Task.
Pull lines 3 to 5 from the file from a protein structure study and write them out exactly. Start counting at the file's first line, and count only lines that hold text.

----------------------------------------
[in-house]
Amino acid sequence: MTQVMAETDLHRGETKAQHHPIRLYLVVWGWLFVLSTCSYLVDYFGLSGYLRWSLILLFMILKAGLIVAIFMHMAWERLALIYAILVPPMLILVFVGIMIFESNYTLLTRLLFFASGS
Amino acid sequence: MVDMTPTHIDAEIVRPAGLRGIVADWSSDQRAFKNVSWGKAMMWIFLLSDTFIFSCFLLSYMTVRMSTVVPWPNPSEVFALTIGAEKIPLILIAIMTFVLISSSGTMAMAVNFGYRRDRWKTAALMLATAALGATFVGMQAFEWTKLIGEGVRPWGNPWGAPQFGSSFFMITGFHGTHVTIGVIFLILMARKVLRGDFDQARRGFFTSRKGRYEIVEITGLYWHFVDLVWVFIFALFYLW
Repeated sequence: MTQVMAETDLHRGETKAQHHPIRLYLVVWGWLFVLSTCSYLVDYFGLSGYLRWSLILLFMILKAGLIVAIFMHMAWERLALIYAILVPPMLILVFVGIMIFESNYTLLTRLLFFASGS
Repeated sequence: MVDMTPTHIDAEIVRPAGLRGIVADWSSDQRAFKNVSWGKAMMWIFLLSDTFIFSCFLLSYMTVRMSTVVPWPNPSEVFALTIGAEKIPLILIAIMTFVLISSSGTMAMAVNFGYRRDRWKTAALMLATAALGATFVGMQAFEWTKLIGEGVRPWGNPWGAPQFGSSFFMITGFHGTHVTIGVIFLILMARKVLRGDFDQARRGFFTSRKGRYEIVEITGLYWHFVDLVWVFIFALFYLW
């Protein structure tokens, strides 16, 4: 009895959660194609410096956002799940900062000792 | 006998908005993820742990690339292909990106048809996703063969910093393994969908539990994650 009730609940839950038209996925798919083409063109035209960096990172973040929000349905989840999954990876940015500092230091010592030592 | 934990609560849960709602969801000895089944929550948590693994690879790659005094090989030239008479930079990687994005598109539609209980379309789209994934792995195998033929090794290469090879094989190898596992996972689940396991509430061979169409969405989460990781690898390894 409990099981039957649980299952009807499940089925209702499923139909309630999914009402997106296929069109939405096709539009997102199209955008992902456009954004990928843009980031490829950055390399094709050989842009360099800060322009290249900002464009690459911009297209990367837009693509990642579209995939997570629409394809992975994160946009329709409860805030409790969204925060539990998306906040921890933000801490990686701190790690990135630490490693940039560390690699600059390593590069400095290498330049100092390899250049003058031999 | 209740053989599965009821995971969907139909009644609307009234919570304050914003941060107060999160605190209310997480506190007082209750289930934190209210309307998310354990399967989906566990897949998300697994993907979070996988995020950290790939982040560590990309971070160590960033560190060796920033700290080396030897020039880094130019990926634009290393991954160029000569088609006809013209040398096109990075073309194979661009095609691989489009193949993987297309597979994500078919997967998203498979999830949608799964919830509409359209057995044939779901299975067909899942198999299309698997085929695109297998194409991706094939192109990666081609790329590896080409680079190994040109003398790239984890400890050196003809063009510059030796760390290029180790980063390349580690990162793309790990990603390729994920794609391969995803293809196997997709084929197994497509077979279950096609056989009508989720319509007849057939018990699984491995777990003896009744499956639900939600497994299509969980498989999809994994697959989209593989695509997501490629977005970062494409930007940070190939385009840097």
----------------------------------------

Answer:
Amino acid sequence: MVDMTPTHIDAEIVRPAGLRGIVADWSSDQRAFKNVSWGKAMMWIFLLSDTFIFSCFLLSYMTVRMSTVVPWPNPSEVFALTIGAEKIPLILIAIMTFVLISSSGTMAMAVNFGYRRDRWKTAALMLATAALGATFVGMQAFEWTKLIGEGVRPWGNPWGAPQFGSSFFMITGFHGTHVTIGVIFLILMARKVLRGDFDQARRGFFTSRKGRYEIVEITGLYWHFVDLVWVFIFALFYLW
Repeated sequence: MTQVMAETDLHRGETKAQHHPIRLYLVVWGWLFVLSTCSYLVDYFGLSGYLRWSLILLFMILKAGLIVAIFMHMAWERLALIYAILVPPMLILVFVGIMIFESNYTLLTRLLFFASGS
Repeated sequence: MVDMTPTHIDAEIVRPAGLRGIVADWSSDQRAFKNVSWGKAMMWIFLLSDTFIFSCFLLSYMTVRMSTVVPWPNPSEVFALTIGAEKIPLILIAIMTFVLISSSGTMAMAVNFGYRRDRWKTAALMLATAALGATFVGMQAFEWTKLIGEGVRPWGNPWGAPQFGSSFFMITGFHGTHVTIGVIFLILMARKVLRGDFDQARRGFFTSRKGRYEIVEITGLYWHFVDLVWVFIFALFYLW